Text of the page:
Insiders and analysts predict the 3D printing trends to watch in our latest series of articles focused on the future of 3D printing.
Together, Phase and Virginia Tech will use the former’s proprietary LE3D printing technology to develop novel microfluidic devices that will help researchers formulate new and improved medical treatments for conditions such as brain cancer. The work is also expected to help streamline drug discovery and personal health diagnostics.
Jeff Schultz, co-founder of Phase, said, “We look forward to leveraging this grant to further develop our technology to expand the capabilities of creating microfluidics in ways that are not possible with existing 3D printing or conventional manufacturing technologies.”
The joint project is being funded through a Small Business Innovation Research (SBIR) grant from the National Center for Advancing Translational Sciences (NCATS) of the National Institutes of Health.
Phase and its LE3D printing technology
Microfluidics relates to the behavior, control, and manipulation of fluids at small scales. Applied to medicine, microfluidic devices are what enable organ-on-a-chip models, which are often described as the “test tubes of the digital age”. These models are capable of simulating the real biological conditions found in the human body, enabling the development of novel diagnostic and therapeutic techniques without the need for human volunteers.
“There is significant commercial opportunity present in this emerging field,” the NCATS Scientific Review Panel said during the review process.
Phase’s in-house LE3D printing technology is designed specifically for the creation of microfluidic devices, which the company claims is a fast-growing $17B industry. According to the firm, its platform utilizes a ‘gold-standard’ biocompatible material that competing 3D printers cannot yet process. The technology is designed to be as accessible as possible, giving non-engineers the ability to design and fabricate their own microfluidic devices with ease.
Additionally, LE3D can fabricate multilayered, biomimicking devices with advanced features such as embedded gels and electrodes.
Rafael Davalos is the professor at Virginia Tech–Wake Forest University School of Biomedical Engineering and Sciences who will design and test the new microfluidic devices. He adds, “Having diagnostic or electrical devices embedded into 3D printed microfluidic devices has the potential to change the way these tools are created and opens new avenues to their applications.”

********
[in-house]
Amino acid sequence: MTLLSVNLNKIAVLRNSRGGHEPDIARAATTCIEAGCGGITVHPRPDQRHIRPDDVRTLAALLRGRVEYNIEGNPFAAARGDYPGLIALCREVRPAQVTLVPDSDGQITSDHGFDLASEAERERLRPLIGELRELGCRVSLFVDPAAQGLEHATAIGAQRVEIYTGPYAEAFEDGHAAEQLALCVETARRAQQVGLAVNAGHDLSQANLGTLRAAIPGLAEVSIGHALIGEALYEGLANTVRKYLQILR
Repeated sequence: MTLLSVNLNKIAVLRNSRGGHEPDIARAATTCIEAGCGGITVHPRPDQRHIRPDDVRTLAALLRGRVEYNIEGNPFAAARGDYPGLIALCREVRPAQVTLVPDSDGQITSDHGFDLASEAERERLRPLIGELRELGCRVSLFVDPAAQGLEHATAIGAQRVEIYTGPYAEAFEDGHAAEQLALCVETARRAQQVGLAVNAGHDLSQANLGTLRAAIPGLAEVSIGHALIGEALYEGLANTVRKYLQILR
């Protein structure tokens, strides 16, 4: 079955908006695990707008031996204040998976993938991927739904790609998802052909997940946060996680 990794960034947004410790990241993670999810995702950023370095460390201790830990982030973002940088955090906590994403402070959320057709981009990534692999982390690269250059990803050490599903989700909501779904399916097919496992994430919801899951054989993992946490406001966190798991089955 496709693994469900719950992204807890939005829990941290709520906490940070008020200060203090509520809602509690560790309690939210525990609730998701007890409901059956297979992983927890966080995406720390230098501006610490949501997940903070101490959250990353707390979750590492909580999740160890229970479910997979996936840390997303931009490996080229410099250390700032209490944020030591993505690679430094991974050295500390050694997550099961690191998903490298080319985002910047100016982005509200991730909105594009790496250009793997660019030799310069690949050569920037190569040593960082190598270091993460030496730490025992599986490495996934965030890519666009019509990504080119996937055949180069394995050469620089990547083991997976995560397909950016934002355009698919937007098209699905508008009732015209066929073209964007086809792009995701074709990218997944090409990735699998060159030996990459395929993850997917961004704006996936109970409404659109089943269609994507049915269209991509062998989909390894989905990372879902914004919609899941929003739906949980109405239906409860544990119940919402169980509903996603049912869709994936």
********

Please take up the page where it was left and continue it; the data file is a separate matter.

Davalos and his students have plans to 3D print a wide variety of microfluidic devices for several different applications, including rare cell isolation and modeling of the blood-brain barrier. The testing of the devices will involve trying to manipulate particles using electrical frequencies.
Microfluidics and 3D printing
Phase’s headquarters reside in First Turn Innovations, an engineering business incubator based in Cornelius, North Carolina. Here, startups like Phase have access to capital and investor guidance that can help commercialize novel ideas. With hopes of leading the microfluidics industry, the firm’s leadership comprises experts in both 3D printing and biomedical engineering, with a range of degrees from institutions such as MIT and UC Berkeley.
Still, Phase isn’t the only organization targeting microfluidics 3D printing. Just this month, Multiphoton Optics, a subsidiary of photolithography technology developer Heidelberg Instruments Mikrotechnik, announced its new two-photon polymerization (TPP) 3D printer – the MPO 100. Designed for the fabrication of structures down to the submicrometer range, the system is expected to enable a wide variety of applications in fields such as microfluidics, biomedicine, and more.
Elsewhere, in the academic sphere, researchers from the University of Bristol recently developed a novel low-cost and open-source 3D printing process for producing microfluidic devices. Requiring only simple domestic equipment and a standard desktop 3D printer, the researchers’ method reduces the cost and complexity of fabricating microfluidics to make the field more accessible.
Subscribe to the 3D Printing Industry newsletter for the latest news in additive manufacturing. You can also stay connected by following us on Twitter, liking us on Facebook, and tuning into the 3D Printing Industry YouTube Channel.
Looking for a career in additive manufacturing? Visit 3D Printing Jobs for a selection of roles in the industry.
Featured image shows Davalos conducting research alongside a student in the lab. Photo via Spencer Roberts of Virginia Tech.